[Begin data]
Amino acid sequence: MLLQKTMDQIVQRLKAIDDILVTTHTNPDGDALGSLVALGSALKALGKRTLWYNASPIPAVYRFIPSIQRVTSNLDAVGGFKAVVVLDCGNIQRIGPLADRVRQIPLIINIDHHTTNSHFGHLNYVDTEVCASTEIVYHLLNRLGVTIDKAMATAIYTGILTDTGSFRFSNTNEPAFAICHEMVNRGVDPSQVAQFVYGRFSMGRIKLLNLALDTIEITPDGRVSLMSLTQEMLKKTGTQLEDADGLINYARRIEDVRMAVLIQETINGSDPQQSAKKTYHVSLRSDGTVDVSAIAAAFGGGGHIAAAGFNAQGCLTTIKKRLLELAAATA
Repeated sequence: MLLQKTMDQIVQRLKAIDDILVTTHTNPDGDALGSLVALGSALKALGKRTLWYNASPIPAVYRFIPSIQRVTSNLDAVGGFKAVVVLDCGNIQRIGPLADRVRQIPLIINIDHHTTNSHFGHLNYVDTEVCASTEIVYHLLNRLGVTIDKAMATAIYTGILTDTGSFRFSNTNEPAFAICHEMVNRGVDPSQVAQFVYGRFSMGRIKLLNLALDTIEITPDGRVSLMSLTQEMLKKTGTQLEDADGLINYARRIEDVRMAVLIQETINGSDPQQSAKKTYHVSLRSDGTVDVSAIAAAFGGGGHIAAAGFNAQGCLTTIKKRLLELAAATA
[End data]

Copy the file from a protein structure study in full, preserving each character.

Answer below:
Amino acid sequence: MLLQKTMDQIVQRLKAIDDILVTTHTNPDGDALGSLVALGSALKALGKRTLWYNASPIPAVYRFIPSIQRVTSNLDAVGGFKAVVVLDCGNIQRIGPLADRVRQIPLIINIDHHTTNSHFGHLNYVDTEVCASTEIVYHLLNRLGVTIDKAMATAIYTGILTDTGSFRFSNTNEPAFAICHEMVNRGVDPSQVAQFVYGRFSMGRIKLLNLALDTIEITPDGRVSLMSLTQEMLKKTGTQLEDADGLINYARRIEDVRMAVLIQETINGSDPQQSAKKTYHVSLRSDGTVDVSAIAAAFGGGGHIAAAGFNAQGCLTTIKKRLLELAAATA
Repeated sequence: MLLQKTMDQIVQRLKAIDDILVTTHTNPDGDALGSLVALGSALKALGKRTLWYNASPIPAVYRFIPSIQRVTSNLDAVGGFKAVVVLDCGNIQRIGPLADRVRQIPLIINIDHHTTNSHFGHLNYVDTEVCASTEIVYHLLNRLGVTIDKAMATAIYTGILTDTGSFRFSNTNEPAFAICHEMVNRGVDPSQVAQFVYGRFSMGRIKLLNLALDTIEITPDGRVSLMSLTQEMLKKTGTQLEDADGLINYARRIEDVRMAVLIQETINGSDPQQSAKKTYHVSLRSDGTVDVSAIAAAFGGGGHIAAAGFNAQGCLTTIKKRLLELAAATA